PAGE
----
The best way is to avoid stress. finding a coping mechanism for stress really works. The last thing you need is something making you feel like you need relief so you have to get high or drunk. There are many ways to relieve stress working out meditating or even having a healthier diet. And the most important thing is to not give up.
  10. pwarbi

    pwarbi Community Champion

    As the OP says, the majority of people trying to recover from an addiction do relapse from time to time but that doesn't mean they're a failure. Quitting an addiction is hard, especially one that your body and even your mind sometimes as become dependant on.

    If a person does relapse, it's important to put it down as a mistake, a one off and try to carry on. Don't dwell on what's happens but try and use that as a way to make you stronger in the future.
    Rainman likes this.
  11. anorexorcist

    anorexorcist Community Champion

    I think that it depends on the person, for example, as for me the better way of avoiding a relapse would be staying away from smoker and try to control myself on stressful situations, but I'm pretty sure that for other people it's all on their mind ... But I also think that somehow relapse is just part of recovery, you need to fall sometimes to get up with more strength.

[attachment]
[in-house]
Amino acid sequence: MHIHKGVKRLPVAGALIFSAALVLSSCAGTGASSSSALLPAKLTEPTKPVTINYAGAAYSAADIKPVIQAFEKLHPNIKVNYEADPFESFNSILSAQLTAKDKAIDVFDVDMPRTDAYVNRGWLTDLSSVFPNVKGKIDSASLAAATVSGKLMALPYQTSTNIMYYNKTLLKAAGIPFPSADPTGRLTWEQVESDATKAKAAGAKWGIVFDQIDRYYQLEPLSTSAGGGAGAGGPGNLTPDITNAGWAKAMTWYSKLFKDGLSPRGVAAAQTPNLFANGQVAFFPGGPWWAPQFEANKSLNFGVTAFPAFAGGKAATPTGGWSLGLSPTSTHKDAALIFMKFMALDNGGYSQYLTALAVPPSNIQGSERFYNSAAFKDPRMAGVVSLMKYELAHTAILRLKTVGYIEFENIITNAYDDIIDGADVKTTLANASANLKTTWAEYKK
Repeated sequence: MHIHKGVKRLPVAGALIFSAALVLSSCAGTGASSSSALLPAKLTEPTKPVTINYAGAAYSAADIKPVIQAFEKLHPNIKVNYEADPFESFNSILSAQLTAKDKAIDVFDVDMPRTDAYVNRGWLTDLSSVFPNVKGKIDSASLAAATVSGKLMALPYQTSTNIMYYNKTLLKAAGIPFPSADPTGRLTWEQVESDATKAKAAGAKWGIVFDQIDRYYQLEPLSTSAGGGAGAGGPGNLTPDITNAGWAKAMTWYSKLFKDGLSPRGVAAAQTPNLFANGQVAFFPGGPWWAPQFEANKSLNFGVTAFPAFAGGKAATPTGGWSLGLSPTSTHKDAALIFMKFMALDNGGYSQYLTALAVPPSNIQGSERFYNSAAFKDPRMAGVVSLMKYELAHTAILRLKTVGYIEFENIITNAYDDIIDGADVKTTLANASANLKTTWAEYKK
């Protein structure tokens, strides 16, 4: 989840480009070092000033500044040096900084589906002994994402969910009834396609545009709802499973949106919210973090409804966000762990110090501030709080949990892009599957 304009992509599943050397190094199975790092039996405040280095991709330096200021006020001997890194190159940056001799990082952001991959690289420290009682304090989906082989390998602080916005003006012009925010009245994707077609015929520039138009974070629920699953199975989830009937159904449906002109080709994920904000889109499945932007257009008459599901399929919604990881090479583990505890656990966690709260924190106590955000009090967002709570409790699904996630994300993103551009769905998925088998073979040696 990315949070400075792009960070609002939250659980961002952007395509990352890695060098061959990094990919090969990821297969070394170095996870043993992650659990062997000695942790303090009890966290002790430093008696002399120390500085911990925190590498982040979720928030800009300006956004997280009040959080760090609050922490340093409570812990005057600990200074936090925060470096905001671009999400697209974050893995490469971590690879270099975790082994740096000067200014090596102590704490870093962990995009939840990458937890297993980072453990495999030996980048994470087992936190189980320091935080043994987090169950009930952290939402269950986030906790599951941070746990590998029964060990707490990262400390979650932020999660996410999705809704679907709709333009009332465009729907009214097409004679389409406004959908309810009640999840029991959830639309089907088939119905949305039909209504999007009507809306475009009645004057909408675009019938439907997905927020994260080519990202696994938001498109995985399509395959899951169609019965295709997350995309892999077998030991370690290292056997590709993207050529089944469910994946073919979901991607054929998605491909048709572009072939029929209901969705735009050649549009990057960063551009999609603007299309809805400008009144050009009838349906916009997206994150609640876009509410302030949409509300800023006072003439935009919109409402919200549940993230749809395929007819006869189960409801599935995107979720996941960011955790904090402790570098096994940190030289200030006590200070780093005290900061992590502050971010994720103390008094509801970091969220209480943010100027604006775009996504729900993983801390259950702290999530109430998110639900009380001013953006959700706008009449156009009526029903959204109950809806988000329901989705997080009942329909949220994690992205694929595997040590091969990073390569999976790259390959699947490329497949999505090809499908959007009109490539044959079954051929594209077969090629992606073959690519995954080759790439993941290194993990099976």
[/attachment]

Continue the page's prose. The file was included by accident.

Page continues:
12. rEEzytheKiD

    rEEzytheKiD Active Contributor

    This was an excellent post. I actually just relapsed again this past weekend. I find it happens everytime my girlfriend leaves town and this is the first time I've ever heard of having a relapse plan. Your post really helped. Thanks
  13. denise13337

    denise13337 Active Contributor

    I loved reading through some of these suggestions I felt like they were something that would really work for me. Since we are all in the same boat (somewhat) thank you guys for the support.
  14. dyanmarie25

    dyanmarie25 Community Champion

    I don't think there is really a magic recipe for preventing a relapse. Well, although the person has already recovered from his/her addictions, he/she shouldn't be too complacent about it, and they should never try to test themselves. As much as possible, they should avoid social situations that would just trigger their cravings.
  15. rEEzytheKiD

    rEEzytheKiD Active Contributor